Sometimes I think all the English speakers should be committed to an asylum for the verbally insane. What other reason could there be for saying that people recite at a play and play at a recital? Or, ship cargo by truck and send cargo by ship? Or, have noses that run and feet that smell? How can a slim chance and a fat chance be the same, while a wise man and a wise guy are opposites? How can overlook and oversee be opposites, while quite a lot and quite a few are alike?
English was invented by people, not computers, and it reflects the creativity of the human race (which of course, isn't a race at all.)

trust me, every language has it's weird parts. And knowing those idiosyncrasies is what proves we're 'good' at it. I'll never learn all of those for Spanish, at least I don't think so, but it's still fun to try.

Sunday, July 4, 2010

This is my Song

We went to church today. As one of Dave's favorite blogs stated, on holidays at church, anything goes. http://stuffchristianslike.net/ (see blog #251, July 3)
I was prepared for all the regal patriotic splendor of an independence day service - God Bless America, honoring veterans, a sermon about how all the founding fathers were Christians, etc.
While I do pray that God continues to bless America, and I do pray for and honor our veterans, after living abroad, I feel differently today than I used to. This is a great country, and it has been blessed by God, and I am proud to be an American, but I know better than to think that this is the 'best' country in the world, or a 'Christian country' or the only 'land of the free and home of the brave'. Lots of countries have dedicated veterans and honored heroes who fight for freedom and showcased bravery. Every country deserves freedom and democracy and peace.
So, I felt blessed to sing this song for the first time:

This is my song, O God of all the nations,
a song of peace for lands afar and mine;
this is my home, the country where my heart is;
here are my hopes, my dreams, my holy shrine:
but other hearts in other lands are beating
with hopes and dreams as true and high as mine.

My country's skies are bluer than the ocean,
and sunlight beams on cloverleaf and pine;
but other lands have sunlight too, and clover,
and skies are everywhere as blue as mine:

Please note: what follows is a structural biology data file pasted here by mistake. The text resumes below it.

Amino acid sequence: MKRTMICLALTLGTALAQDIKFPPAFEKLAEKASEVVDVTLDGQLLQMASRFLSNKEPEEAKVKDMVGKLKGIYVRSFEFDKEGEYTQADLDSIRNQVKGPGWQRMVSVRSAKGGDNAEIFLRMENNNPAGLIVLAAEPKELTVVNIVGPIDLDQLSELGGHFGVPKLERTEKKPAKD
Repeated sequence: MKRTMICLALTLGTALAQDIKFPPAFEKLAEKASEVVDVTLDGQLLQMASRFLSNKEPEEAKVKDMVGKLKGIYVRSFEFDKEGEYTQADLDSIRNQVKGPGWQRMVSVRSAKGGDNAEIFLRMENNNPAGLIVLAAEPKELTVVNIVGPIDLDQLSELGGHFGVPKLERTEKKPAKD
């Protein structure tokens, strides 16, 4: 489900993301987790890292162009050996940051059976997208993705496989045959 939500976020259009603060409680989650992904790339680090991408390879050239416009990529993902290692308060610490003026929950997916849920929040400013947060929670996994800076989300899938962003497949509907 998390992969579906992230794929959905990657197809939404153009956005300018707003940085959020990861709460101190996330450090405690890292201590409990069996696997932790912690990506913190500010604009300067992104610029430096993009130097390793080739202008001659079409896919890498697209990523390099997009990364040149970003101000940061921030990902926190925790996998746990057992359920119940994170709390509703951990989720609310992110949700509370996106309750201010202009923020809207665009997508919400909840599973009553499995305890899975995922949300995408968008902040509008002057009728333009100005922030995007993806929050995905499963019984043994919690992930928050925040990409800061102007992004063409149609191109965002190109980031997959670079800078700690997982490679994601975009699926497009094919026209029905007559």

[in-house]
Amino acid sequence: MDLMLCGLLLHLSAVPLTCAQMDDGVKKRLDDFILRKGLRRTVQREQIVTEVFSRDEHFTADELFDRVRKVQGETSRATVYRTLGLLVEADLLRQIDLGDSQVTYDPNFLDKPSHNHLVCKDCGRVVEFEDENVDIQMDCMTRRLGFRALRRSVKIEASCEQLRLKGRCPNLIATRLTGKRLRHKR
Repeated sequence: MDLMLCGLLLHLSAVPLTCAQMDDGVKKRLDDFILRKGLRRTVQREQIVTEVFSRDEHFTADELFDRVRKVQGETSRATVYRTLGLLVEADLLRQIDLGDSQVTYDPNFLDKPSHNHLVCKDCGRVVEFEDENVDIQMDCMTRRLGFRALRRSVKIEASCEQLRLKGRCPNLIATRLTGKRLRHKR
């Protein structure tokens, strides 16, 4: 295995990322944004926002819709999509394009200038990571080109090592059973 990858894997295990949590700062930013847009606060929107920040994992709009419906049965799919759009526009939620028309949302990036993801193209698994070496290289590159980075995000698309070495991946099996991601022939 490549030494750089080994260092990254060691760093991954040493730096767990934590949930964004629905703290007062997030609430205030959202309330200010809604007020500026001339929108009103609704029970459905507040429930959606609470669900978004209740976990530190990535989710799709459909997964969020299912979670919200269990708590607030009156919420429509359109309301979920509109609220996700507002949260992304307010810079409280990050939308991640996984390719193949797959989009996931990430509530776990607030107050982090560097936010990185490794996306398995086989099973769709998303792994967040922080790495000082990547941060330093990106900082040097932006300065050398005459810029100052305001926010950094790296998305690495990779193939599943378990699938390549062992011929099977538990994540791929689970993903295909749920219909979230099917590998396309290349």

O hear my song, thou God of all the nations,
a song of peace for their land and for mine.

This is my song, O God of all the nations,
a prayer that peace transcends in every place;
and yet I pray for my beloved country --
the reassurance of continued grace:
Lord, help us find our one-ness in the Savior,
in spite of differences of age and race.

May truth and freedom come to every nation;
may peace abound where strife has raged so long;
that each may seek to love and build together,
a world united, righting every wrong;
a world united in its love for freedom,
proclaiming peace together in one song.

This is my prayer, O Lord of all earth's kingdoms,
thy kingdom come, on earth, thy will be done;
let Christ be lifted up 'til all shall serve him,
and hearts united, learn to live as one:
O hear my prayer, thou God of all the nations,
myself I give thee -- let thy will be done.

I am a proud citizen of the earth, and an even prouder citizen of America. The continent, not just the country.

Monday, June 28, 2010

Funny Moments

We asked the GPS yesterday to give us directions to "go home" and were wondering why it had a map to show us, but no arrival time.
The GPS gave us directions to our "home" in Metepec, Mexico. :)
No one knows our next arrival time there.

We had a garage sale on Saturday and at least 3 hispanic groups came to shop. We wrote "se habla espanol" on our sign (spanish spoken) and so some took us up on our offer! We even met a family - from Toluca!

I will sometimes come home and look at a sink and a counter full of dirty dishes and think, "ummmm.... how did this get here?" and then, "did I think a fairy would clean my kitchen?" Oh, yes, that's right, I did think a fairy would come. Her name is Carmen, and she really did try to crawl in our suitcases...

I took a taxi and forgot to put on my seatbelt. Also forgot to check if the meter was on - that was a HUGE mistake!